- To assemble dish: while the monggo or mung beans are simmering towards the end of cooking, add the softened beef ribs. Add half a cup to one cup of the beef broth if desired. Mix well.
- Season with salt and pepper. At the last 5 minutes of cooking, add the spinach leaves and mix well. Garnish with fresh chopped parsley.
- Serve warm, accompanied by a large bowl of steamed rice.
- COOK’S COMMENTS: Monggo or Mung Beans can be found in most Asian groceries or large, major supermarkets. They are tiny, green round to oval beans, packaged in plastic bags.
- Recipe variation: If a vegetarian version is preferred, omit the beef short ribs and patis (fish sauce) from the recipe. The sauteed monggo/ mung beans can stand alone as an entree.
- Manila version: In the Philippines, the beef cuts readily available for this dish, are boneless beef shanks or what is called "kenchi". If you choose this type cut of beef, cook the beef for a shorter time, about 45 minutes to an hour for a pound till tender.
Notes on Nutrition: The nutrition information provided is an estimate and will vary based on cooking methods and specific brands of ingredients used.
Did you like this recipe? I have more classic recipes inspired by my late mother’s cooking in my popular cookbook: My Mother’s Philippine Recipes. If you’re learning how to cook Filipino food or a fan of Philippine cuisine, buy my cookbooks and books on Amazon.com sold worldwide in paperback and Kindle format.
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One recipe , I’ll definitely make! My husband loves monggo beans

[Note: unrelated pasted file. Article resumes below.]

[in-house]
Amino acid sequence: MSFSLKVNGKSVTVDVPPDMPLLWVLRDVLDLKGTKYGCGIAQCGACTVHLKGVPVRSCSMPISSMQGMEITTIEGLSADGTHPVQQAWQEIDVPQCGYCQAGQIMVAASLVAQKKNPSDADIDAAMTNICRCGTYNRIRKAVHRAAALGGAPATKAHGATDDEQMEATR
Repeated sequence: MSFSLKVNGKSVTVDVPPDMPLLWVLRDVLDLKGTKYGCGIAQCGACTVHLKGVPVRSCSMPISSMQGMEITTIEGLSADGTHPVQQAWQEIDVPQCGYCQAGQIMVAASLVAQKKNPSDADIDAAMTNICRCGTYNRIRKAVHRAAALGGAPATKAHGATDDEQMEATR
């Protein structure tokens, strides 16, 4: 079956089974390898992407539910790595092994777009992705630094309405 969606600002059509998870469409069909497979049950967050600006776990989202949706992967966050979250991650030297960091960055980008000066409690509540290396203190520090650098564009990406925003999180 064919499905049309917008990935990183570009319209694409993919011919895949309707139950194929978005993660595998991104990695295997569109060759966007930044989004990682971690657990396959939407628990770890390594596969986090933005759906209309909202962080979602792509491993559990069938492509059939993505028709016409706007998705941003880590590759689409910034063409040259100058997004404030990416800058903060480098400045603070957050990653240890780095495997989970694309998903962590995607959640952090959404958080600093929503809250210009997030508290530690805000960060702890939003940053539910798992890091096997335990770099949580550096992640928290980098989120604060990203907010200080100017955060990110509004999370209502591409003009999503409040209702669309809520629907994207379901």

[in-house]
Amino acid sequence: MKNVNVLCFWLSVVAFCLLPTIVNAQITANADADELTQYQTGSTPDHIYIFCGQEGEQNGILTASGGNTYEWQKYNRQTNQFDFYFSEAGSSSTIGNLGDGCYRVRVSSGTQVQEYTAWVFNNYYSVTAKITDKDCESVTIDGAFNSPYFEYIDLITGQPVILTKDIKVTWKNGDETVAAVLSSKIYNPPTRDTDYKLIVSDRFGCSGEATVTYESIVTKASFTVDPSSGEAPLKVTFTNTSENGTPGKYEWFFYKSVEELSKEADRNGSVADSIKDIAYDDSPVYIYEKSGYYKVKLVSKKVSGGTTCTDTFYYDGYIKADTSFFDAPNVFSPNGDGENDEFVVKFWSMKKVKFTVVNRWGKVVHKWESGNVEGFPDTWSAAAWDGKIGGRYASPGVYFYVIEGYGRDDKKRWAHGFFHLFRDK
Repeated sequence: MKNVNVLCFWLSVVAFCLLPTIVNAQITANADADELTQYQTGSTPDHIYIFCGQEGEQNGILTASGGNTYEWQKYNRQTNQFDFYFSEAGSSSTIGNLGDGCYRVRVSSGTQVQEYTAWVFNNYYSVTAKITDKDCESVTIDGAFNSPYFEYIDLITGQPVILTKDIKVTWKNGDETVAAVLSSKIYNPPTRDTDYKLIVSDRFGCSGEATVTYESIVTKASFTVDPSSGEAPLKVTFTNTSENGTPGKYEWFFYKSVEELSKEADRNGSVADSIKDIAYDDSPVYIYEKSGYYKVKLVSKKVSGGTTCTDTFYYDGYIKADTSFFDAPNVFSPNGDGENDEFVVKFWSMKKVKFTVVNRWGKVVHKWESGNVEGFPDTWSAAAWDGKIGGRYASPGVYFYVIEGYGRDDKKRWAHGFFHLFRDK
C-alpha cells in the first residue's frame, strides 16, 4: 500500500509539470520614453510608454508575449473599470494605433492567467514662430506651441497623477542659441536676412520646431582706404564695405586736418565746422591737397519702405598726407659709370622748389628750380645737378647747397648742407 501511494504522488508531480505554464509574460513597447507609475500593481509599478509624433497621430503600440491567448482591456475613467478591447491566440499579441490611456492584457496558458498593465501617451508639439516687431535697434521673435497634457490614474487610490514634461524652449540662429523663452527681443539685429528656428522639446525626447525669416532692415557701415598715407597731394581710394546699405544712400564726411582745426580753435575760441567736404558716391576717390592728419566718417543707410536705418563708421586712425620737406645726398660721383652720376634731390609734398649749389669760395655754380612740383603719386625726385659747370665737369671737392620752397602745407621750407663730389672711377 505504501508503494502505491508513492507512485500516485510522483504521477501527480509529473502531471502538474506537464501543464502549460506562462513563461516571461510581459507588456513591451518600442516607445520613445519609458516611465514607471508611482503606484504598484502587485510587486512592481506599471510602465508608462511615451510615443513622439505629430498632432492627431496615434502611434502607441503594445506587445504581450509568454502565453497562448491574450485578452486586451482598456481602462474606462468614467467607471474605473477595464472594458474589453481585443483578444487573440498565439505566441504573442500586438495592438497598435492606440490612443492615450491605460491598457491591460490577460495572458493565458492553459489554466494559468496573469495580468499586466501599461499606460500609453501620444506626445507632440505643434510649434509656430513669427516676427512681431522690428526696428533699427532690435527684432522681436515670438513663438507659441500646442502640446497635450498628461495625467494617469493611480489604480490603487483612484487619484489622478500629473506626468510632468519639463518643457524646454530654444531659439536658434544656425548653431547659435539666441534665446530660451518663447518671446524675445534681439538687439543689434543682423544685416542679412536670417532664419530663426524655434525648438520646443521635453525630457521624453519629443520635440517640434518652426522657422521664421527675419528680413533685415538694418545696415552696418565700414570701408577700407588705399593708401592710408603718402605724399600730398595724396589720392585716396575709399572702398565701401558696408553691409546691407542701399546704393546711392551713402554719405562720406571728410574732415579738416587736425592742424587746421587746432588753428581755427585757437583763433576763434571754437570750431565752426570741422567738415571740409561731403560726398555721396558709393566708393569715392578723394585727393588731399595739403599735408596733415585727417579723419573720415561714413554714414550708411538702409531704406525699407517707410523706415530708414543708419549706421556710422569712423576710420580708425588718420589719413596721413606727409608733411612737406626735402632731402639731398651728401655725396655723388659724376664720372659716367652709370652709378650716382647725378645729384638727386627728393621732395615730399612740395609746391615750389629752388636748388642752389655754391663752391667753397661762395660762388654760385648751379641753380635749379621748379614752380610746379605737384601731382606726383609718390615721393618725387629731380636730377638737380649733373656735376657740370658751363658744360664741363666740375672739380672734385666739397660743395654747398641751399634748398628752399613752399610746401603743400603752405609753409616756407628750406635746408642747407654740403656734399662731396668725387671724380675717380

Thanks for the kind words, Rose. We love this, too. Enjoy & let me know how yours turns out 🙂
I like this idea of using short ribs. The broth must be very flavorful because of the bones. Sarap! Thank you, Elizabeth and have great week. Stay warm! 🙂
Thanks, Chef Ray.Back in the Philippines, when I cooked this, I used beef kenchi or beef shanks which are boneless. They are also yummy to add to monggo guisado. Hope you get to try this, too. Glad you came to blog-visit 🙂
What a lovely meal! I bet it tastes terrific!
Thanks, Natalie! Yes, this dish is amazing & so easy 🙂
It must be so comforting especially when your area has lots of snow! Hope all is well with you. I’ve never tried this before but beef short ribs? I’m in! 🙂
Thanks for the kind wishes, Nami – yes, we did get lots of snow & more to come later this week. You’re right, this one pot meal was a great comfort, aren’t these the best for cold weather?
Mungo guisado is in my menu this week. But I will have it with pork buto-buto, with kalabasa and malunggay leaves. With paksiw na bangus on the side. Is that yummy or what?
Thanks, Cecille! Your menu with monggo sounds divine. Will you share more interesting ideas with us next time?
Monggo has got to be one of my favorite comfort dishes ever!! I love how you’ve added short rib here…definitely going to try this soon! Thanks for sharing and hope you are doing fantastic! 🙂
Thanks, Joey. So nice of you to visit. You can do this, too. When we lived in Manila, I used to make this dish with kenchi, boneless beef shanks. But the short ribs has the bone which makes it quite tasty 🙂
I think I could eat at your house every night of the week!
Thanks, Laura! That’s so nice of you to say that – wish you lived closer!
Decided to make this today for lunch. Thanks for sharing this recipe. My husband and our 13 month daughter loved it. 🙂
Thanks, Naji. So glad you and your family enjoyed this recipe. Come visit the blog again soon 🙂
Hello, Elizabeth. I’d love to try your recipe for monggo with beef short ribs but I need some clarification. Did you throw away the water you used to soften the beans? What about the water you used to soften the short ribs? My daughter loves monggo, and I want to surprise her with this recipe. Thanks.
Hi, Nelson. Thanks for the kind comments. Re the monggo water, I kept 1-2 cups to add to the monggo while I sauteed it. I will make that point clear in the recipe notes. Re the beef broth — I kept part of it. I poured a half cup into the monggo guisado. I kept the rest of the clear broth in a plastic container for other recipes. By itself, this is also the bone broth that seems to be trendy these days. Hope that helps. Let me know how your monggo guisado turns out.